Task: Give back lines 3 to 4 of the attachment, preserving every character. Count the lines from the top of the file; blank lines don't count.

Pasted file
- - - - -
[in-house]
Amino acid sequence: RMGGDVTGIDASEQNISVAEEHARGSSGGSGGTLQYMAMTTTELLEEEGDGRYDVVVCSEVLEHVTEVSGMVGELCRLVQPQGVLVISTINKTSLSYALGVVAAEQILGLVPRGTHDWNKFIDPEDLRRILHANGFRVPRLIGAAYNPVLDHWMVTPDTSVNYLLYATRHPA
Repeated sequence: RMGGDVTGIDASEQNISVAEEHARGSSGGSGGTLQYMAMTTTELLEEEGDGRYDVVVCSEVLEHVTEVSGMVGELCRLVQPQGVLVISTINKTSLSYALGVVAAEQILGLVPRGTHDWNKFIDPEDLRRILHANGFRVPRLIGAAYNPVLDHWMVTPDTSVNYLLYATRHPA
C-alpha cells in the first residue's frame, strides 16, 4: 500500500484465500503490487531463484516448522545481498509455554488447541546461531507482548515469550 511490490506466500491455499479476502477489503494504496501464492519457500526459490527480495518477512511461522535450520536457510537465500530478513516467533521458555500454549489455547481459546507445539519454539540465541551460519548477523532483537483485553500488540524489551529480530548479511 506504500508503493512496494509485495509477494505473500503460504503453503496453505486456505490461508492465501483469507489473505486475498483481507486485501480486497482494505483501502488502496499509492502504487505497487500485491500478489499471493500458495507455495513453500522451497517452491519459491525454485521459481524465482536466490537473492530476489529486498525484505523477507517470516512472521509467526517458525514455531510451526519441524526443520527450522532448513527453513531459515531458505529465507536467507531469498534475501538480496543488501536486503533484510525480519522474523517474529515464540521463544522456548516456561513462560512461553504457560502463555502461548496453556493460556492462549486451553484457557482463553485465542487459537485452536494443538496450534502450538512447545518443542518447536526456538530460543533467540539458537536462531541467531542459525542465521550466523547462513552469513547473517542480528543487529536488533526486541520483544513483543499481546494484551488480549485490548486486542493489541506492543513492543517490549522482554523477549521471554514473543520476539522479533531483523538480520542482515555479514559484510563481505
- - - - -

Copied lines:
Repeated sequence: RMGGDVTGIDASEQNISVAEEHARGSSGGSGGTLQYMAMTTTELLEEEGDGRYDVVVCSEVLEHVTEVSGMVGELCRLVQPQGVLVISTINKTSLSYALGVVAAEQILGLVPRGTHDWNKFIDPEDLRRILHANGFRVPRLIGAAYNPVLDHWMVTPDTSVNYLLYATRHPA
C-alpha cells in the first residue's frame, strides 16, 4: 500500500484465500503490487531463484516448522545481498509455554488447541546461531507482548515469550 511490490506466500491455499479476502477489503494504496501464492519457500526459490527480495518477512511461522535450520536457510537465500530478513516467533521458555500454549489455547481459546507445539519454539540465541551460519548477523532483537483485553500488540524489551529480530548479511 506504500508503493512496494509485495509477494505473500503460504503453503496453505486456505490461508492465501483469507489473505486475498483481507486485501480486497482494505483501502488502496499509492502504487505497487500485491500478489499471493500458495507455495513453500522451497517452491519459491525454485521459481524465482536466490537473492530476489529486498525484505523477507517470516512472521509467526517458525514455531510451526519441524526443520527450522532448513527453513531459515531458505529465507536467507531469498534475501538480496543488501536486503533484510525480519522474523517474529515464540521463544522456548516456561513462560512461553504457560502463555502461548496453556493460556492462549486451553484457557482463553485465542487459537485452536494443538496450534502450538512447545518443542518447536526456538530460543533467540539458537536462531541467531542459525542465521550466523547462513552469513547473517542480528543487529536488533526486541520483544513483543499481546494484551488480549485490548486486542493489541506492543513492543517490549522482554523477549521471554514473543520476539522479533531483523538480520542482515555479514559484510563481505